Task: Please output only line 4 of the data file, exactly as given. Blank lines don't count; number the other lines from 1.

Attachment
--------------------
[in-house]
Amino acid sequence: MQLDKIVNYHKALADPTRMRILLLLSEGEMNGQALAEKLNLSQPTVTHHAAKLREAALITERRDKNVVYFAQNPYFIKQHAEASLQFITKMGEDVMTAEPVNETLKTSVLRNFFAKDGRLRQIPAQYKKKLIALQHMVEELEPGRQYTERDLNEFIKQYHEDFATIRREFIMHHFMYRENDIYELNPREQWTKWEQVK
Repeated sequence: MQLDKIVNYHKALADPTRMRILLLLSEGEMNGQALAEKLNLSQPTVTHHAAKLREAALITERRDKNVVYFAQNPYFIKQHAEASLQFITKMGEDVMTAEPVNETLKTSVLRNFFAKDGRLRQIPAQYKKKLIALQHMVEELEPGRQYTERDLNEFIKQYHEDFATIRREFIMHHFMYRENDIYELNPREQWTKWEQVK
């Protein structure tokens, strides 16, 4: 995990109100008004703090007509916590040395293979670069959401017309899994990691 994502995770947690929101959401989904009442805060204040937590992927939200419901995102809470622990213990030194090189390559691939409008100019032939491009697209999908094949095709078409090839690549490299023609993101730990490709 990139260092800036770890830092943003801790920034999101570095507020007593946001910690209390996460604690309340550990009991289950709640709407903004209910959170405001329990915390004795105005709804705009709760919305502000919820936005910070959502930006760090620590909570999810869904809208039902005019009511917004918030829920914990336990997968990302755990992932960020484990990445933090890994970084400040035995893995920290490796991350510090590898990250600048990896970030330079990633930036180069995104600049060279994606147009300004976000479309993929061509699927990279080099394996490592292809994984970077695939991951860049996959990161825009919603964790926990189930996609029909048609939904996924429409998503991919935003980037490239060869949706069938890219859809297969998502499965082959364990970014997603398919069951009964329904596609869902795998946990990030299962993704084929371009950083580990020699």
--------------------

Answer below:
């Protein structure tokens, strides 16, 4: 995990109100008004703090007509916590040395293979670069959401017309899994990691 994502995770947690929101959401989904009442805060204040937590992927939200419901995102809470622990213990030194090189390559691939409008100019032939491009697209999908094949095709078409090839690549490299023609993101730990490709 990139260092800036770890830092943003801790920034999101570095507020007593946001910690209390996460604690309340550990009991289950709640709407903004209910959170405001329990915390004795105005709804705009709760919305502000919820936005910070959502930006760090620590909570999810869904809208039902005019009511917004918030829920914990336990997968990302755990992932960020484990990445933090890994970084400040035995893995920290490796991350510090590898990250600048990896970030330079990633930036180069995104600049060279994606147009300004976000479309993929061509699927990279080099394996490592292809994984970077695939991951860049996959990161825009919603964790926990189930996609029909048609939904996924429409998503991919935003980037490239060869949706069938890219859809297969998502499965082959364990970014997603398919069951009964329904596609869902795998946990990030299962993704084929371009950083580990020699």